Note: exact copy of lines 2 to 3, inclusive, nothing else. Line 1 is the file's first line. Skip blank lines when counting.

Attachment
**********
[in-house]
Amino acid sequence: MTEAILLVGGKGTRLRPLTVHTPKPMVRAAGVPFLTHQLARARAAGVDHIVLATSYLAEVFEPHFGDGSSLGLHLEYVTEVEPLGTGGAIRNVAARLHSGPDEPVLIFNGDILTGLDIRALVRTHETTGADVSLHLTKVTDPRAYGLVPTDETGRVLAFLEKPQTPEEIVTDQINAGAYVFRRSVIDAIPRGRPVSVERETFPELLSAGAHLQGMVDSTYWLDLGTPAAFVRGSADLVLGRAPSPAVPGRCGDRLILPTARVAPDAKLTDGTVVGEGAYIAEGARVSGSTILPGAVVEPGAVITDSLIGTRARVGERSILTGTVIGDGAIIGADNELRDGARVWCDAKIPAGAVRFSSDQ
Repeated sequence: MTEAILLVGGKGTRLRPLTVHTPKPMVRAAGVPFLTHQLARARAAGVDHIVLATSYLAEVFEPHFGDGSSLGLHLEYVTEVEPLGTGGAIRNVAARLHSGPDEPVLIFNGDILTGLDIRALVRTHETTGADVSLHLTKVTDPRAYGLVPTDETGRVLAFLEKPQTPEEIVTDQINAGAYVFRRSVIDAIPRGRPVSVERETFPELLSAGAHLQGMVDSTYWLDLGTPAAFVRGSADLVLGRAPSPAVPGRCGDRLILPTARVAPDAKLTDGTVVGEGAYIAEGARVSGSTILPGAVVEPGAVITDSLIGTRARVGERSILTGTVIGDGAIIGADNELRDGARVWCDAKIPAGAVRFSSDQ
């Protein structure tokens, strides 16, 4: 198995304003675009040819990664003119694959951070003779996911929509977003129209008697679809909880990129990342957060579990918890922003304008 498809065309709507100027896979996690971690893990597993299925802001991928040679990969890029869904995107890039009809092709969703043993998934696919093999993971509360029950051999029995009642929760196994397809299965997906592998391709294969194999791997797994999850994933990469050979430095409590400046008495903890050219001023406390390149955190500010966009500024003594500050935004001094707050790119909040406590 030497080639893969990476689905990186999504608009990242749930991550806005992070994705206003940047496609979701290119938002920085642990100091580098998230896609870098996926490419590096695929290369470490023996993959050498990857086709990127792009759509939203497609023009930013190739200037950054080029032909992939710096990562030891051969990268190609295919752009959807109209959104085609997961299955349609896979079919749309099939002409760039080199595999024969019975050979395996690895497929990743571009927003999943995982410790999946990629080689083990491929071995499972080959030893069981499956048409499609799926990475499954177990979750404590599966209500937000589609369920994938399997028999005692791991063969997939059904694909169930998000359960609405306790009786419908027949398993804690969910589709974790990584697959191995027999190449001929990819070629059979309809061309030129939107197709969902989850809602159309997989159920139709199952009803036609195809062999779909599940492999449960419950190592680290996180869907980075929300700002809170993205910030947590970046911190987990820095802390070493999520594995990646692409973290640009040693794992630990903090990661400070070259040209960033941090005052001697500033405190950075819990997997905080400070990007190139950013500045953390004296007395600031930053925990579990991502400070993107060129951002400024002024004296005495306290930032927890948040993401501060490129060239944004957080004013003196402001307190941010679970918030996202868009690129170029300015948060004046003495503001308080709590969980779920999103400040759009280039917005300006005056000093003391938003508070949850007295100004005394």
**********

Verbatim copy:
Amino acid sequence: MTEAILLVGGKGTRLRPLTVHTPKPMVRAAGVPFLTHQLARARAAGVDHIVLATSYLAEVFEPHFGDGSSLGLHLEYVTEVEPLGTGGAIRNVAARLHSGPDEPVLIFNGDILTGLDIRALVRTHETTGADVSLHLTKVTDPRAYGLVPTDETGRVLAFLEKPQTPEEIVTDQINAGAYVFRRSVIDAIPRGRPVSVERETFPELLSAGAHLQGMVDSTYWLDLGTPAAFVRGSADLVLGRAPSPAVPGRCGDRLILPTARVAPDAKLTDGTVVGEGAYIAEGARVSGSTILPGAVVEPGAVITDSLIGTRARVGERSILTGTVIGDGAIIGADNELRDGARVWCDAKIPAGAVRFSSDQ
Repeated sequence: MTEAILLVGGKGTRLRPLTVHTPKPMVRAAGVPFLTHQLARARAAGVDHIVLATSYLAEVFEPHFGDGSSLGLHLEYVTEVEPLGTGGAIRNVAARLHSGPDEPVLIFNGDILTGLDIRALVRTHETTGADVSLHLTKVTDPRAYGLVPTDETGRVLAFLEKPQTPEEIVTDQINAGAYVFRRSVIDAIPRGRPVSVERETFPELLSAGAHLQGMVDSTYWLDLGTPAAFVRGSADLVLGRAPSPAVPGRCGDRLILPTARVAPDAKLTDGTVVGEGAYIAEGARVSGSTILPGAVVEPGAVITDSLIGTRARVGERSILTGTVIGDGAIIGADNELRDGARVWCDAKIPAGAVRFSSDQ